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Canadians who joined ISIS have ‘right to return’ to Canada, documents say

Prime Minister of Canada Justin Trudeau (Alex Guibord/Flickr)
May 21, 2018

Canadians who joined ISIS in the Middle East and want to return to Canada have a “right to return,” according to documents obtained by Global News through the Access to Information Act.

Stewart Bell (Twitter)

Canadian Prime Minister Justin Trudeau thinks former ISIS terrorists who are returning to Canada will have an “extremely powerful voice” in helping prevent future radicalization, it has previously been reported.

Trudeau late last year sat down and did a year-end interview with Canada’s CTV News, and he was asked about returning ISIS fighters.

He thinks the likelihood of former terrorists reintegrating is “pretty remote,” Trudeau said.

According to the documents recently obtained, terrorism investigations are some of the most difficult challenges the Royal Canadian Mounted Police (RCMP) faces due to activity in foreign conflict zones and a lack of evidence.

“Often, they require evidence of an individual’s activity in foreign conflict zones, or rely on information provided by partners that we are not authorized to disclose in court,” the documents say. “The RCMP also faces challenges in collecting digital evidence, including access to encrypted communications.”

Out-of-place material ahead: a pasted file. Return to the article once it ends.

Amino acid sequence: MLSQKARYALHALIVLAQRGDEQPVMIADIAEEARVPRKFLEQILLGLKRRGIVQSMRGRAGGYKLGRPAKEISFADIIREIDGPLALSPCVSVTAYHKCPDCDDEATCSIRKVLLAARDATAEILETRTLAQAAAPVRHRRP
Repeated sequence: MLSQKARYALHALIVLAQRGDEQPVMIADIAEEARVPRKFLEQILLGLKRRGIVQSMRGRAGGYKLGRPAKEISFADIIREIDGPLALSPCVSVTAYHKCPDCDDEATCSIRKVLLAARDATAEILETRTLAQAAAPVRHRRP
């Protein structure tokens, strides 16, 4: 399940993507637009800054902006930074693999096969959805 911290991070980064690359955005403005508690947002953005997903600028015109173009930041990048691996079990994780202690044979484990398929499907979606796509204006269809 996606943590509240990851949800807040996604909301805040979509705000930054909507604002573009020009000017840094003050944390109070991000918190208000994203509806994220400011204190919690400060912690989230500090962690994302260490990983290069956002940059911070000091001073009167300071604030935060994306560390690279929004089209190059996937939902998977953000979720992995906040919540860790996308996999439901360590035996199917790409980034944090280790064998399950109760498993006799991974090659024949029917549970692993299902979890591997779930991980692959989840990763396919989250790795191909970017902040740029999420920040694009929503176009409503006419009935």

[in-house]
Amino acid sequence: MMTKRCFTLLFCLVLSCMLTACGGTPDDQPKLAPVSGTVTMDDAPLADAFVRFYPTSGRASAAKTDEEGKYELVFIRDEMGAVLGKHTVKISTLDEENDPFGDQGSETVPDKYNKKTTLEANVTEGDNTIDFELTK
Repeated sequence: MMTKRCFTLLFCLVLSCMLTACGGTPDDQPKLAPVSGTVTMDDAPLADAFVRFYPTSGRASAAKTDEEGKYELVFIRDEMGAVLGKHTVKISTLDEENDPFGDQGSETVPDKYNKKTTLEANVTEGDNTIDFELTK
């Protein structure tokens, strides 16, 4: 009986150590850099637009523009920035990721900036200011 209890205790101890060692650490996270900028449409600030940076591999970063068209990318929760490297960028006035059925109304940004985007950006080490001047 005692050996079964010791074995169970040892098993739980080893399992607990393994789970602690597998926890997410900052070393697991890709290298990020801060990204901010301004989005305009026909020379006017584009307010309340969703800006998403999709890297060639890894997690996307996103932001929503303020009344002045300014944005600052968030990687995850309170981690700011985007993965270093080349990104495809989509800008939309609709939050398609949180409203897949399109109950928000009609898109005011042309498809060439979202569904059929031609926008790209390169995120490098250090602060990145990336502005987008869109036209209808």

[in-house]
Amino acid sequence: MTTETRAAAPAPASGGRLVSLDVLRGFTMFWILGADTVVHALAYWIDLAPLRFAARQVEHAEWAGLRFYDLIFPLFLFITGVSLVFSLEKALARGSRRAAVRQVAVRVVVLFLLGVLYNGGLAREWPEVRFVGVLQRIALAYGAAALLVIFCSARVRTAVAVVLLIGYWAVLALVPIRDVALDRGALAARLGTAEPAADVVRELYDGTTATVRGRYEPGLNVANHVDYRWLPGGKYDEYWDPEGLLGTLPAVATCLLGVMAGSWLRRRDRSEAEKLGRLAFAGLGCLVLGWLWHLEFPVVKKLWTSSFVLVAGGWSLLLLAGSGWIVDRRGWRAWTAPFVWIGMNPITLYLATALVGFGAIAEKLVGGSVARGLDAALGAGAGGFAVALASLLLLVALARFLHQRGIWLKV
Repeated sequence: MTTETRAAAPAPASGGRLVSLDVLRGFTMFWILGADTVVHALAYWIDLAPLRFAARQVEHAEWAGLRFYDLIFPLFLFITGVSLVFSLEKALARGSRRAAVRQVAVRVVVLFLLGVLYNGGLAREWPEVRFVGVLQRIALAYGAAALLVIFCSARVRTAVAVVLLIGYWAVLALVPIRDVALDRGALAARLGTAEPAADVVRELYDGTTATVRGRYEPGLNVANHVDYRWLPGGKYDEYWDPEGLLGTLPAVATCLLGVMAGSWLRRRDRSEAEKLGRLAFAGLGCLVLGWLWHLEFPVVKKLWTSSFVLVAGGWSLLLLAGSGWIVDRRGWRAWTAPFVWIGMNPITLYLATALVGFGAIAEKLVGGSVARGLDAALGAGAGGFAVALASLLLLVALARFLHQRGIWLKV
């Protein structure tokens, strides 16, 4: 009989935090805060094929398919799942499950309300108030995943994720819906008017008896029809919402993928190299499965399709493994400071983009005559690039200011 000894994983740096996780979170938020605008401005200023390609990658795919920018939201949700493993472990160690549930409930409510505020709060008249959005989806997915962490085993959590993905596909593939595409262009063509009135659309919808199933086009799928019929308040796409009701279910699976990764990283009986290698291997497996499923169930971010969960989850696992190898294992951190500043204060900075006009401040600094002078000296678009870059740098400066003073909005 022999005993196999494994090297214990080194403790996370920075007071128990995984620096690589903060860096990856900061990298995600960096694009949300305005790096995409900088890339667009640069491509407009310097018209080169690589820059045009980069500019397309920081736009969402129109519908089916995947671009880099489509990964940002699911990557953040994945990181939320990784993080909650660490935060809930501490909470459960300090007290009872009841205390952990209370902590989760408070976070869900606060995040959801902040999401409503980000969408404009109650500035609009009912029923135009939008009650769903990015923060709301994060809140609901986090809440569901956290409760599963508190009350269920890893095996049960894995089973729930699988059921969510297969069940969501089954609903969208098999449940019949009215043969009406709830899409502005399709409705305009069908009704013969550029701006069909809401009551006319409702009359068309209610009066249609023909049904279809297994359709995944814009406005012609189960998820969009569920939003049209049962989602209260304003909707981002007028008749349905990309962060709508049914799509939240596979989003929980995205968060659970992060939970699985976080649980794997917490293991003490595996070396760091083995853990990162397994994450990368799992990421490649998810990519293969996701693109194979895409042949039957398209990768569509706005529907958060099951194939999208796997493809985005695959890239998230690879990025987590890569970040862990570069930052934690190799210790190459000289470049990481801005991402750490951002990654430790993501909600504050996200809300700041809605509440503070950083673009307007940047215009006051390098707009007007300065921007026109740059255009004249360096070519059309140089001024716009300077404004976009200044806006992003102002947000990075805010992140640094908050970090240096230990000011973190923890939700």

Because of the lack of evidence to charge the individuals, they have to “mitigate the threat through efforts outside the criminal justice system,” according to the documents.

According to a Briefing Note prepared for Public Safety Minister Ralph Goodale, Canadians who go abroad and commit terrorism for ISIS have a “right to return.”

“Therefore, even if a Canadian engaged in terrorist activity abroad, the government must facilitate their return to Canada,” the document says.

The High Risk Returnee Interdepartmental Task Force was established to handle the return of terrorists to Canada.

Because known foreign fighters have had their passports cancelled, they have to visit a Canadian diplomatic outpost, allowing the RCMP time to determine what to do with them before they can enter back into the country.

“The task force allows us to collectively identify what measures can mitigate the threat these individuals may pose during their return to Canada,” an RCMP document says. “This could include sending officers overseas to collect evidence before they depart, or their detention by police upon arrival in Canada.”

When criminal charges are not possible, police may try to obtain a peace bond to try to restrict their ability to go online, according to the documents.

However, on some occasions, all the RCPM can do is to send an intervention team and “engage with the returnee and the returnee’s family to open up dialogue with the individual and to help support the returnee’s disengagement from their radical ideology and past behavior,” the documents say.

“Moving forward, we must continue to work to identify how to best address returnees,” according to the briefing note. “While they may have engaged in terrorism abroad and broken the law, not all returnees continue to post [sic] a threat — they may now be disillusioned with the cause.”

“The government of Canada must focus its investigative resources on those that continue to post [sic] a threat to Canada, and leverage efforts such as CRV [Countering Radicalization to Violence] to work with those who may no longer be interested in violence,” the briefing note adds.